The 2009 schedule released Wednesday has 31 events ' 20 in the United States and 11 internationally ' not including the Solheim Cup. Tournaments off the schedule include the ADT Championship, which starts Thursday and closes this years slate.
Purses will be around $55 million, about $5.25 million down from 2008. The tour announced $53.4 million in purses Wednesday; the Ginn Open in Reunion, Fla., which had a $2.6 million prize pool this year, has not yet determined what itll pay out in 2009.
Its no secret that the road ahead, particularly 2009, is going to test our mettle, LPGA commissioner Carolyn Bivens said. She added that the LPGA is confronting challenges facing not only other sports and entertainment organizations, but by every business enterprise of any kind in all corners around the world.
In recent weeks, the NBA has announced layoffs and the closing of its Los Angeles office, and several NASCAR teams have laid off staff to cut costs. Golf isnt immune, but Bivens predicted the LPGA would be solidly profitable in 2009.
The state of the global economy and the economic crisis were all facing has resulted in a slightly different tournament landscape, Bivens said. Its not something that comes as a surprise.
Besides the ADT, other events not continuing over sponsorship issues include the Fields Open in Hawaii and Ginn Tribute in South Carolina. The Ginn Tribute shut down in August, and officials at Broken Arrow in Tulsa, Okla. announced Tuesday their event, sponsored by SemGroup, would not continue.
An event in Thailand is being added from Feb. 26-March 1, part of what amounts to two international swings toward the beginning and end of the yearlong schedule.
The Safeway International, which has been held in Arizona, is also gone over a sponsorship issue and essentially becomes the LPGA International in the Phoenix area. The Safeway Classic, at Pumpkin Ridge in Oregon, remains on the 2009 slate.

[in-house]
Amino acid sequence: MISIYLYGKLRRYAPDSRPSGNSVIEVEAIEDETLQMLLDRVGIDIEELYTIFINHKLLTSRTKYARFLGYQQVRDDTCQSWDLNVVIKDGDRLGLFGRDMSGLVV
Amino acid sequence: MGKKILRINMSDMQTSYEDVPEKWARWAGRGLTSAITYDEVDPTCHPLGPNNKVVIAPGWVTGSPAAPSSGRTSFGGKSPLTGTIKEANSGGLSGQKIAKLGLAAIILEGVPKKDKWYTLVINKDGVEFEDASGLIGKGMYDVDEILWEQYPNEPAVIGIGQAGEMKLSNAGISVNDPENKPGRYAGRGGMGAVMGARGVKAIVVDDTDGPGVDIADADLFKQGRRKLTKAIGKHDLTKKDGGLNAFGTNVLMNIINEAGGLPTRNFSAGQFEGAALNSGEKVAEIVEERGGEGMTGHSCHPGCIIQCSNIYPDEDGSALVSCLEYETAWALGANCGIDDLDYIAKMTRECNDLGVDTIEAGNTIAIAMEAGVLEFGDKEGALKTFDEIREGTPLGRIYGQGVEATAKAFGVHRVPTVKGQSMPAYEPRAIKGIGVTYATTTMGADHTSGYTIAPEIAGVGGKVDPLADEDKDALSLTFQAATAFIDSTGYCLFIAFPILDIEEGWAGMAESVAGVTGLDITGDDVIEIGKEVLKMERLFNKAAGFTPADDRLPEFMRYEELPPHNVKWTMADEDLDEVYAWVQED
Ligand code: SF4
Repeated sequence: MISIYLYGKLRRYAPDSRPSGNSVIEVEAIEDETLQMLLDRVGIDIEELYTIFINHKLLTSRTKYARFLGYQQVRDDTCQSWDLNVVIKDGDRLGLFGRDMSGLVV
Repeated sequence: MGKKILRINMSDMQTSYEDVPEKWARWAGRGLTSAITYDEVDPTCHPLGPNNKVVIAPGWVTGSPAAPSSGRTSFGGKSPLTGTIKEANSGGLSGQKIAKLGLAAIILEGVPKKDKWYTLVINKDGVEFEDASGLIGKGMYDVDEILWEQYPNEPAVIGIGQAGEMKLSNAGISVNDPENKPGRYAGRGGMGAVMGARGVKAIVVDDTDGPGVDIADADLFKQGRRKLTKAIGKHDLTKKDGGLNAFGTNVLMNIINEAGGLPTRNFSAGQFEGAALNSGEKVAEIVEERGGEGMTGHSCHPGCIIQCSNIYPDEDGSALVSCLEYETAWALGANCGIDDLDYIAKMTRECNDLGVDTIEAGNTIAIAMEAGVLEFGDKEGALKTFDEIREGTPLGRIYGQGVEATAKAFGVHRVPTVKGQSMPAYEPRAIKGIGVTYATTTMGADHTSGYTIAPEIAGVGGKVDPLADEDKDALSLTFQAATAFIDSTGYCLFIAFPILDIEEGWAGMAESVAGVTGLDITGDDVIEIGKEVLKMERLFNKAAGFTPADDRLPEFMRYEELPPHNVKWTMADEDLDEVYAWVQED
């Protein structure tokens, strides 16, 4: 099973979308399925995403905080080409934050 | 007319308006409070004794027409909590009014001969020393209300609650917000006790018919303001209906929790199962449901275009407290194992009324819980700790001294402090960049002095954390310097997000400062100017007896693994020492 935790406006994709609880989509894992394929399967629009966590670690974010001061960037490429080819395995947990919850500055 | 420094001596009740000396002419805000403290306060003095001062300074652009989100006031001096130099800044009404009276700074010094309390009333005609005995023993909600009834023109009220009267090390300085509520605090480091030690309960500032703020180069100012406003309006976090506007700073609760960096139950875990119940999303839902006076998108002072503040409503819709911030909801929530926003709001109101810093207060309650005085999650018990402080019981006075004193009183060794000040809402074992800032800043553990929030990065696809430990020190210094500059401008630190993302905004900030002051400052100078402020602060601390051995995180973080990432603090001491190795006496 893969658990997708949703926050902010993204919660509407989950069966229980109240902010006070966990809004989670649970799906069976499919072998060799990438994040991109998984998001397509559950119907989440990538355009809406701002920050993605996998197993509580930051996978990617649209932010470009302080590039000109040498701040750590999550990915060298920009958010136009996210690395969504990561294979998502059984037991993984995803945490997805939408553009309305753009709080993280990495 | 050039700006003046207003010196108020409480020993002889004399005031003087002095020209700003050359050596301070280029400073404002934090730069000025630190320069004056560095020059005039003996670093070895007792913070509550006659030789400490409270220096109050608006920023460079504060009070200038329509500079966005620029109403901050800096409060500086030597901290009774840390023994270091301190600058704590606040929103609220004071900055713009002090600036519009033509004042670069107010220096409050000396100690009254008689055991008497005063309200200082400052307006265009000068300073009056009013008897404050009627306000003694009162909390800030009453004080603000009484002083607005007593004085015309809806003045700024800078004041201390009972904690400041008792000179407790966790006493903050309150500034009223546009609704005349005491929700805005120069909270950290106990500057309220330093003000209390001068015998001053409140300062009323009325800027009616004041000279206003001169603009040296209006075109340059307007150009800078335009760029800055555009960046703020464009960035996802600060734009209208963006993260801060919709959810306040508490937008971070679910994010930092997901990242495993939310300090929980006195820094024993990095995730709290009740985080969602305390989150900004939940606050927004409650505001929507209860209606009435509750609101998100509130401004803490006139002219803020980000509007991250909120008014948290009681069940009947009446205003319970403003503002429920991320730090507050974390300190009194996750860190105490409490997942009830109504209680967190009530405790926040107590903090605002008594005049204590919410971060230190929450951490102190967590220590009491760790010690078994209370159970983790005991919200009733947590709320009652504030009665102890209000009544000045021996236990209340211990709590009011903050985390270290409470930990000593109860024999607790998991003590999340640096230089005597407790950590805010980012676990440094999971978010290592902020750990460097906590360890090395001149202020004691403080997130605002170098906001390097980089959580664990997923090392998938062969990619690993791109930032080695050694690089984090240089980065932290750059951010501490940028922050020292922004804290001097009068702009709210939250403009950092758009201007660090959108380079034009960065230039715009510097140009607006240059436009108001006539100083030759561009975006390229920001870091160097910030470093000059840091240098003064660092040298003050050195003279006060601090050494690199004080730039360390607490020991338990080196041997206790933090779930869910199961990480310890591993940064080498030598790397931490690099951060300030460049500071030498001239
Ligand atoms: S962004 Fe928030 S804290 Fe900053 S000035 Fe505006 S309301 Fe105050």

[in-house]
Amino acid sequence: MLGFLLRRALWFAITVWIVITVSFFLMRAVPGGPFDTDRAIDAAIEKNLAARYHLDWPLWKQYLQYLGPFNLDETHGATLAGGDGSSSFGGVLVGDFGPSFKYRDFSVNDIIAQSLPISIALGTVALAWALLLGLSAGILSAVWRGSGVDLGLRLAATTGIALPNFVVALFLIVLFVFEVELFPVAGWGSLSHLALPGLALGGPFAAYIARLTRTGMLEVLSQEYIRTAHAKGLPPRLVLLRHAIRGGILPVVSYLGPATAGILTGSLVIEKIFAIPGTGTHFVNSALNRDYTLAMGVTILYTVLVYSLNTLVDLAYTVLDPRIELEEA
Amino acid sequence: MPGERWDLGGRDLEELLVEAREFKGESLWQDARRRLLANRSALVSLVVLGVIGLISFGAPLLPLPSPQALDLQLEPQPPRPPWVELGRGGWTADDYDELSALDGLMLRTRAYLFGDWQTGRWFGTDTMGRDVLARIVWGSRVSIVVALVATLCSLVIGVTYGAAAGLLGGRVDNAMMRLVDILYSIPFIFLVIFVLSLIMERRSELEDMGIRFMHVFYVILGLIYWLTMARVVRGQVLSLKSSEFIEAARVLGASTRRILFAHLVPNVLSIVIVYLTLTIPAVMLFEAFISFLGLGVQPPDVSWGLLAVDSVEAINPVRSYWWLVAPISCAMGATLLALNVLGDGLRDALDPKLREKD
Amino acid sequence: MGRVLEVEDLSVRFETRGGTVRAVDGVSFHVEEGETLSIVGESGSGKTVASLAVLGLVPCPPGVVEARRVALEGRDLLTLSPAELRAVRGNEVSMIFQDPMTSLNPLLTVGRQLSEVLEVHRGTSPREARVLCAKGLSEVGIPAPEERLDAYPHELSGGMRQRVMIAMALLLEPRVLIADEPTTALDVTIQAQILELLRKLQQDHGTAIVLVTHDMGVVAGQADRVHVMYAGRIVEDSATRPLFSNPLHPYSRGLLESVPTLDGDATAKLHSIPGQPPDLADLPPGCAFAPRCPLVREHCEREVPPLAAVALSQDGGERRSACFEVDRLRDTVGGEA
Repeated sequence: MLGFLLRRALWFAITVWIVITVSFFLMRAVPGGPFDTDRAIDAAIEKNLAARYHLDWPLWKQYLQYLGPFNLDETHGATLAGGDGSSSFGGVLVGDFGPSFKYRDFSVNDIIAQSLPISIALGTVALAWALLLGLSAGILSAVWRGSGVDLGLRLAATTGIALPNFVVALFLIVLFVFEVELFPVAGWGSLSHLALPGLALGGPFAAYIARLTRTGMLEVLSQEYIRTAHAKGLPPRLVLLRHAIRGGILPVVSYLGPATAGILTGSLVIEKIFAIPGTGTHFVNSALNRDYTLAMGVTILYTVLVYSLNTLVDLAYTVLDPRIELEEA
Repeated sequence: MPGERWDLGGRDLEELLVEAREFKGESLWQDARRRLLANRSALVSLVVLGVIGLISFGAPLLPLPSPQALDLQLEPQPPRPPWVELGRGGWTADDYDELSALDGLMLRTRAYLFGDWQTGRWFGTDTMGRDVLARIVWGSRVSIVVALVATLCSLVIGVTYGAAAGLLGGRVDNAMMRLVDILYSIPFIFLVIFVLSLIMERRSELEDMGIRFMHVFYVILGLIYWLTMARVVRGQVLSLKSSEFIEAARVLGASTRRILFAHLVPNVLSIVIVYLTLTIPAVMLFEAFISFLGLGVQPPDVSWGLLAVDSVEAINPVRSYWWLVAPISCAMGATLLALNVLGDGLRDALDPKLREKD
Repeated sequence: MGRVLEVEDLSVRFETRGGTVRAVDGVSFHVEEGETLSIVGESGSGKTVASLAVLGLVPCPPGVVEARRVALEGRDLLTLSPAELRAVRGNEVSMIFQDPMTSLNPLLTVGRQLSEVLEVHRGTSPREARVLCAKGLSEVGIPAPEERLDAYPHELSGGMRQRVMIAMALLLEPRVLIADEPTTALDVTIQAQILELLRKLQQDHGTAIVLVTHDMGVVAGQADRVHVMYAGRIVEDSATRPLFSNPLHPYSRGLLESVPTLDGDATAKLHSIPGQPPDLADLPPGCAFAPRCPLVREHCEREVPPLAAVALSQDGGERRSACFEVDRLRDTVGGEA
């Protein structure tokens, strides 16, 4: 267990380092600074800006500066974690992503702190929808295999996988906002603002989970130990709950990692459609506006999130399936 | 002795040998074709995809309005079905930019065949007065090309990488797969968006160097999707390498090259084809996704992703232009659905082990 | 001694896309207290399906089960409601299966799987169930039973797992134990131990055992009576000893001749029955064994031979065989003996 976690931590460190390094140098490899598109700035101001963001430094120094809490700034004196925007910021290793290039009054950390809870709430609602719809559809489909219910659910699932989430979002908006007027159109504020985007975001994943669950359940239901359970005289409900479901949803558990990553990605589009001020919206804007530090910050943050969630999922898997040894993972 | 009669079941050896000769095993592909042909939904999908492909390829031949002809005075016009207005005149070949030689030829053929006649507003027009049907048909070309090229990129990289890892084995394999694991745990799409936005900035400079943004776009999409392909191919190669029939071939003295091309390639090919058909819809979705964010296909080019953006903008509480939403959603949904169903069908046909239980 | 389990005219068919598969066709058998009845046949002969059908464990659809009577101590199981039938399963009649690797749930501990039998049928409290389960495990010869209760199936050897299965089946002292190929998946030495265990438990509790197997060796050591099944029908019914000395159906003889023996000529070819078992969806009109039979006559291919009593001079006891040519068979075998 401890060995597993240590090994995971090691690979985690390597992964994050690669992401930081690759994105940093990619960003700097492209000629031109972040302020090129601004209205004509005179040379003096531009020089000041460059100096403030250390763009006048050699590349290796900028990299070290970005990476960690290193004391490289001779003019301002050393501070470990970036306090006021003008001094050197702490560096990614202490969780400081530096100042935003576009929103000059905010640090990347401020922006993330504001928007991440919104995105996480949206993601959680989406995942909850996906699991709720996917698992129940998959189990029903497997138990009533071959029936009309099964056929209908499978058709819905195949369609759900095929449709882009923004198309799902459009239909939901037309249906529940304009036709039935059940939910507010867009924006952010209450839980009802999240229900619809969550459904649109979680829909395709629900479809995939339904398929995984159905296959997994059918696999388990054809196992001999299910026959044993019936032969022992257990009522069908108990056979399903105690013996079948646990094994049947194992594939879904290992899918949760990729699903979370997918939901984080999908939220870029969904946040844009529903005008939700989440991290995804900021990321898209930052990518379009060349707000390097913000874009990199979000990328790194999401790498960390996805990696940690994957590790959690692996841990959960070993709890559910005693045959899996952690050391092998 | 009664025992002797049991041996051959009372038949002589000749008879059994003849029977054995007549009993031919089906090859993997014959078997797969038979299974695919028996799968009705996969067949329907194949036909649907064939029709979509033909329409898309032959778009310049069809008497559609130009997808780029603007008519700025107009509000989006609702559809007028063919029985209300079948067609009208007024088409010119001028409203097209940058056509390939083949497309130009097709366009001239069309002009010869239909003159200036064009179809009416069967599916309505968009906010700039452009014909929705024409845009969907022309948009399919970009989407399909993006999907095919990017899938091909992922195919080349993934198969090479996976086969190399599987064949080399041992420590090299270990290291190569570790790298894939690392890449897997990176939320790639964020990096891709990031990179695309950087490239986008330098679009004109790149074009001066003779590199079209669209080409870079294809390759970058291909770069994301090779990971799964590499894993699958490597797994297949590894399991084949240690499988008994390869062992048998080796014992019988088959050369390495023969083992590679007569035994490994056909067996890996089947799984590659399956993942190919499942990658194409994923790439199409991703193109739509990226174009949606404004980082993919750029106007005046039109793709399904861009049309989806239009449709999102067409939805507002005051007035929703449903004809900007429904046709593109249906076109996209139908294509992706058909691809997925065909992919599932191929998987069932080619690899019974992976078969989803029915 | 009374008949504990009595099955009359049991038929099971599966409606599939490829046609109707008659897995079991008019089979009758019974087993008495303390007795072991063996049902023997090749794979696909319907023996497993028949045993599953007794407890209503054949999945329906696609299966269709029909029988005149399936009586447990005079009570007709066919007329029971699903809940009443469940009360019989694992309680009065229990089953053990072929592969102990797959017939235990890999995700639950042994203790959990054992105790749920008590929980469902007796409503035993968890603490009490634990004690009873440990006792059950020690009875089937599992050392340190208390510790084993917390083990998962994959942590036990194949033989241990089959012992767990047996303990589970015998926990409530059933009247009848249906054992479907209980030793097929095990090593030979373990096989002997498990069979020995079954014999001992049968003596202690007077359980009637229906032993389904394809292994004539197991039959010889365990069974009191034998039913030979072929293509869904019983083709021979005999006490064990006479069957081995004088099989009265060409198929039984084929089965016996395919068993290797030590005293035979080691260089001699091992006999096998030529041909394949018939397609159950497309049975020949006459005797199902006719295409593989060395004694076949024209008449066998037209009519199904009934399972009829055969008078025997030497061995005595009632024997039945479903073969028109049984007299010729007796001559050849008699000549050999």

Also missing from the schedule released Wednesday are the after-season events, such as the Lexus Cup and Wendys 3-Tour Challenge. Bivens said those unofficial-money events will continue getting talked about in the coming months.
Its a scary time for everybody, 2007 U.S. Womens Open champion Cristie Kerr said. My whole outlook on that is youve just got to be able to ride the waves.
Next year will be one of transition for the LPGA, which is about to lose its biggest draw in Annika Sorenstam, the 72-time winner who is stepping away from the game to pursue family and business interests after this weeks ADT Championship.
The LPGAs existing television deals expire after 2009, making the task of filling schedules for 2010 and beyond even more daunting.
I wish this economic downturn had waited one more year, said Bivens. I wish we had one more year. But Im grateful we had the past three.
The average per-tournament purse of about $1.77 million remains largely unchanged.
Next years LPGA schedule begins in Hawaii, then heads to Thailand, Singapore and Mexico, not returning to the U.S. until the Phoenix event from March 26-29, details of which have yet to be released.
Some events shifted slots from the 2008 schedule, others changed sponsors and details are still being finalized about the Samsung World Championship, which was in California this year.
One quirk to the 2009 schedule: The U.S. Womens Open starts July 9, followed by the Evian Masters, the British Open and the Solheim Cup. So its possible that a player who isnt qualified for those events wouldnt play between the Jamie Farr Owens Corning Classic (which ends July 5) and the Safeway Classic (which starts Aug. 28).
Given what could have been the potential negative economic impact on our schedule, we view this as a barometer of stability, appeal and value for our players and our property, Bivens said.